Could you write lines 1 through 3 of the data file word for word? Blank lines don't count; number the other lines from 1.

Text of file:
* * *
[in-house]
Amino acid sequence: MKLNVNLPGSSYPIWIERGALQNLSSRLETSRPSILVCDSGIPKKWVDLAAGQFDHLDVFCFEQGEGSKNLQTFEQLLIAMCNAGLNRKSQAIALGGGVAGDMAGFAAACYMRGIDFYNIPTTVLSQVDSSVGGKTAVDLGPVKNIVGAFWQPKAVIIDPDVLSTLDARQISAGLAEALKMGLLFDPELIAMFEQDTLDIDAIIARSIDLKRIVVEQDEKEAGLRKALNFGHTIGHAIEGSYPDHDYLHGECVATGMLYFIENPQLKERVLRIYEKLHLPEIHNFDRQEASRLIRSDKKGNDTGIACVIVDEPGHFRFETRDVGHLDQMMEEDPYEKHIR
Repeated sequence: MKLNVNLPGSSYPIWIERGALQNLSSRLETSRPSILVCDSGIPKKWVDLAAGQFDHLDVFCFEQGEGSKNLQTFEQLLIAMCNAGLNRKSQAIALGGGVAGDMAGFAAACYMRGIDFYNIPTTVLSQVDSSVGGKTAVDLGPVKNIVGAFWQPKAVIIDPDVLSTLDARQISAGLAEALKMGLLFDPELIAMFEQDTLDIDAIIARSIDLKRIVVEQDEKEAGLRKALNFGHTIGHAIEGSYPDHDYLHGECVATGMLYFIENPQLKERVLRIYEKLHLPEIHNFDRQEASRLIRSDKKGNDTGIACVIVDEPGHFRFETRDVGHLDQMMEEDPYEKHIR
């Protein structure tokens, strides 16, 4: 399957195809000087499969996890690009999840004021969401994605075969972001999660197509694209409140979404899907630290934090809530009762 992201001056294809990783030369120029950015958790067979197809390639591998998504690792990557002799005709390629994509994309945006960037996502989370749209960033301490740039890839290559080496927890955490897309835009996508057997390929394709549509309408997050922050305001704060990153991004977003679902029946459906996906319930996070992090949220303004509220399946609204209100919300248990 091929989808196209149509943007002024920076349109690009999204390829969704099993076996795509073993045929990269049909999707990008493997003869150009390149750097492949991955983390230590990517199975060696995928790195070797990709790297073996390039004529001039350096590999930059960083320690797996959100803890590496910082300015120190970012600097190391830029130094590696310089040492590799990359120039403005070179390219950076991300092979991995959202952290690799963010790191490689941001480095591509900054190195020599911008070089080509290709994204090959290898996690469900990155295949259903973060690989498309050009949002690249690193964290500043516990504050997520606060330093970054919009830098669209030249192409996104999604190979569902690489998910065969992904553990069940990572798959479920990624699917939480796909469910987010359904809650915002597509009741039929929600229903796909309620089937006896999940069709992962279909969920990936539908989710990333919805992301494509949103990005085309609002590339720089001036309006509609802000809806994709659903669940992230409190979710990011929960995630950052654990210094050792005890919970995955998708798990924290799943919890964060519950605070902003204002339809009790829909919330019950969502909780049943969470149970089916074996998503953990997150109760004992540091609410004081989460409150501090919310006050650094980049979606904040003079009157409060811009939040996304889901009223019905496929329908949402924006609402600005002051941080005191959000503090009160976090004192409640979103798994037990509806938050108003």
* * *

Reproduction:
[in-house]
Amino acid sequence: MKLNVNLPGSSYPIWIERGALQNLSSRLETSRPSILVCDSGIPKKWVDLAAGQFDHLDVFCFEQGEGSKNLQTFEQLLIAMCNAGLNRKSQAIALGGGVAGDMAGFAAACYMRGIDFYNIPTTVLSQVDSSVGGKTAVDLGPVKNIVGAFWQPKAVIIDPDVLSTLDARQISAGLAEALKMGLLFDPELIAMFEQDTLDIDAIIARSIDLKRIVVEQDEKEAGLRKALNFGHTIGHAIEGSYPDHDYLHGECVATGMLYFIENPQLKERVLRIYEKLHLPEIHNFDRQEASRLIRSDKKGNDTGIACVIVDEPGHFRFETRDVGHLDQMMEEDPYEKHIR
Repeated sequence: MKLNVNLPGSSYPIWIERGALQNLSSRLETSRPSILVCDSGIPKKWVDLAAGQFDHLDVFCFEQGEGSKNLQTFEQLLIAMCNAGLNRKSQAIALGGGVAGDMAGFAAACYMRGIDFYNIPTTVLSQVDSSVGGKTAVDLGPVKNIVGAFWQPKAVIIDPDVLSTLDARQISAGLAEALKMGLLFDPELIAMFEQDTLDIDAIIARSIDLKRIVVEQDEKEAGLRKALNFGHTIGHAIEGSYPDHDYLHGECVATGMLYFIENPQLKERVLRIYEKLHLPEIHNFDRQEASRLIRSDKKGNDTGIACVIVDEPGHFRFETRDVGHLDQMMEEDPYEKHIR